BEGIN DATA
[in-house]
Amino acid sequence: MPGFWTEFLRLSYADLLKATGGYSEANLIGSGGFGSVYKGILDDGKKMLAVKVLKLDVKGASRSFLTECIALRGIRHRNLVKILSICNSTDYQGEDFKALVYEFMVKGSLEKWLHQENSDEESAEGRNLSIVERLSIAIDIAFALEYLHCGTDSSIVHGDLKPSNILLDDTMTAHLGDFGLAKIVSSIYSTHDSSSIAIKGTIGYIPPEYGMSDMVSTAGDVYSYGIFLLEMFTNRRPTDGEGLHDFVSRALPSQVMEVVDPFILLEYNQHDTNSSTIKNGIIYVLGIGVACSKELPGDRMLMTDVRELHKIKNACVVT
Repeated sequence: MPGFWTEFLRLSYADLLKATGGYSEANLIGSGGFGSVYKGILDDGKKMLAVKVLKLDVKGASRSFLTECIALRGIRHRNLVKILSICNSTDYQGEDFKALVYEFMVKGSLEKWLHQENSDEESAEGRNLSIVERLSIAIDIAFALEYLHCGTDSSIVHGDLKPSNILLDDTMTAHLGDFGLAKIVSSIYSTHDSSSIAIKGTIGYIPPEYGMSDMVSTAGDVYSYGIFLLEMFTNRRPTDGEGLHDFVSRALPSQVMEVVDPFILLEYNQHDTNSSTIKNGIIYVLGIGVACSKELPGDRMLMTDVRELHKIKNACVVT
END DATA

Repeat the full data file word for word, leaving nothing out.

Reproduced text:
[in-house]
Amino acid sequence: MPGFWTEFLRLSYADLLKATGGYSEANLIGSGGFGSVYKGILDDGKKMLAVKVLKLDVKGASRSFLTECIALRGIRHRNLVKILSICNSTDYQGEDFKALVYEFMVKGSLEKWLHQENSDEESAEGRNLSIVERLSIAIDIAFALEYLHCGTDSSIVHGDLKPSNILLDDTMTAHLGDFGLAKIVSSIYSTHDSSSIAIKGTIGYIPPEYGMSDMVSTAGDVYSYGIFLLEMFTNRRPTDGEGLHDFVSRALPSQVMEVVDPFILLEYNQHDTNSSTIKNGIIYVLGIGVACSKELPGDRMLMTDVRELHKIKNACVVT
Repeated sequence: MPGFWTEFLRLSYADLLKATGGYSEANLIGSGGFGSVYKGILDDGKKMLAVKVLKLDVKGASRSFLTECIALRGIRHRNLVKILSICNSTDYQGEDFKALVYEFMVKGSLEKWLHQENSDEESAEGRNLSIVERLSIAIDIAFALEYLHCGTDSSIVHGDLKPSNILLDDTMTAHLGDFGLAKIVSSIYSTHDSSSIAIKGTIGYIPPEYGMSDMVSTAGDVYSYGIFLLEMFTNRRPTDGEGLHDFVSRALPSQVMEVVDPFILLEYNQHDTNSSTIKNGIIYVLGIGVACSKELPGDRMLMTDVRELHKIKNACVVT